4 UNDP (2018). UNDP Annual Report 2017. https://annualreport2017.undp.org/ (Retrieved on 03.10.2018).
5 UNDP Development Group (2014) UNDG Website. www.undg.org/content/about_the_undg (Retrieved on 20.10.2014).
6 UNDP Fact Sheet (2012).
7 UNDP Human Development Reports (2014) UNDP Website. www.hdr.undp.org/en (Retrieved on 20.10.2014).
8 UN Capital Development Fund (2014) UNCDF Website. www.uncdf.org/ (Retrieved on 20.10. 2014)
9 UN Volunteers (2014) UNV Website. www.unv.org/ (Retrieved on 20.10.2014)
10 UNDP (2018) UNDP Website. Results at a Glance. http://www.undp.org/content/undp/en/home/about-us/results-at-a-glance.html (Retrieved on 03.10.2018)
Topic I: The Green Wall – Strategies Against Desertification
Desertification happens on every continent, affecting almost every human directly or indirectly, but is weakly present in public awareness. Nevertheless, there are many problems of our time that root in Desertification, the (irreversible) loss of fertile ground. For example, expanding deserts cause massive migration, especially observable in the Sub-Sahel zone.
In 1994, the United Nations Convention to Combat Desertification (UNCCD) has been established, an international agreement to combat desertification in the most vulnerable areas on our planet. The signatories agreed on collaboration to limit the spread of deserts and to restore arid areas. The latest review, UNCCD 2018-2030 Strategic Framework, aims for restoring the productivity of degraded land and to achieve Land Degradation Neutrality (LDN). Facing an estimated annual loss of land in the size of Germany, achieving LDN is ambitious and requires intense collaboration among the 197 parties that signed the Convention.
A paragon for a strategy against desertification is the Great Green Wall. The plan from 2005 is to protect peoples living in the Sub-Sahel zone from the expanding Sahel Desert, by growing an 8000 km green belt coast to coast from Senegal to Djibouti and trough nine other countries.
Results are already observable in terms of restored land and social effects. The initiative fosters education and creates new jobs in one of the poorest regions in the world. The plan, therefore, connects several Sustainable Development Goals (SDGs) by improving Live on Land (15) and strengthening Quality Education (4).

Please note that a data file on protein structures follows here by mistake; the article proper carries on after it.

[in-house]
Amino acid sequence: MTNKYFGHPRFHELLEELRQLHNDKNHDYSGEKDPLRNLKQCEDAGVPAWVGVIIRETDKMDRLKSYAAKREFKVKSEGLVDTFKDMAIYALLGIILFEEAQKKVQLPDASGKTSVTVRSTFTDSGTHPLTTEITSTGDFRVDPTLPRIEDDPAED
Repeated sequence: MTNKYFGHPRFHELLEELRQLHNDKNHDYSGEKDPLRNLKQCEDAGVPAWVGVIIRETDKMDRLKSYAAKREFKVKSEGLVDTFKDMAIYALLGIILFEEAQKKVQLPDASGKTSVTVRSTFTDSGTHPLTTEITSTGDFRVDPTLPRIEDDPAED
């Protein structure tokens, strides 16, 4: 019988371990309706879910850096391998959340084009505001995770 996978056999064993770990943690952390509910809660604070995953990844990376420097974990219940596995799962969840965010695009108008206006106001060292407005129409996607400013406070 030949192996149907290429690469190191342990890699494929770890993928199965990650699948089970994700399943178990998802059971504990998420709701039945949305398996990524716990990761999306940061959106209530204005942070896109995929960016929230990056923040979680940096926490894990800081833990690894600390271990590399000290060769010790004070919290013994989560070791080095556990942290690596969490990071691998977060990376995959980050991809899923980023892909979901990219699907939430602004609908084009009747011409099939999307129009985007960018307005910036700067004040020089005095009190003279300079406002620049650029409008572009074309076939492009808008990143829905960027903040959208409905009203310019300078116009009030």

However, desertification is human-made and increases inequalities by affecting the poor and vulnerable first. Therefore, strategies against desertification must combine projects regionally and sustainable development globally.
Topic II: The Way Towards Sustainable Consumption and Production Patterns
The concept of sustainable development originated in the 1980s with the World Conservation Strategy developed by the United Nations Environment Programme and others, followed by important milestones like the UN Conference on Environment and Development in Rio in 1992, and the World Summit on Sustainable Development in Johannesburg in 2002. Especially at the Johannesburg conference calls for establishing sustainable consumption and production as a global goal were made. Among the UN Sustainable Development Goals (SDGs) introduced in 2016 and supposed to be achieved by 2030 you find Goal 12 that reads: “Ensure sustainable consumption and production patterns”. Targets for this goal are, among others, 12.2 “By 2030, achieve the sustainable management and efficient use of natural resources” or 12.6 “Encourage companies, especially large and transnational companies, to adopt sustainable practices and to integrate sustainability information into their reporting cycle”.
Progress is measured and reported every year, however, compared to other goals, progress is little regarding Goal 12. This is surprising, taking into account the huge impact consumption and production patterns have on the environment and sustainable development. Furthermore, it is surprising since this goal was explicitly requested by nations. It might be the role consumption and production patterns play in the world economic system. Or that economic growth is key, especially for developing countries. With the SDGs being universally valid, both industrialized and developing countries are confronted with the task of implementing this goal.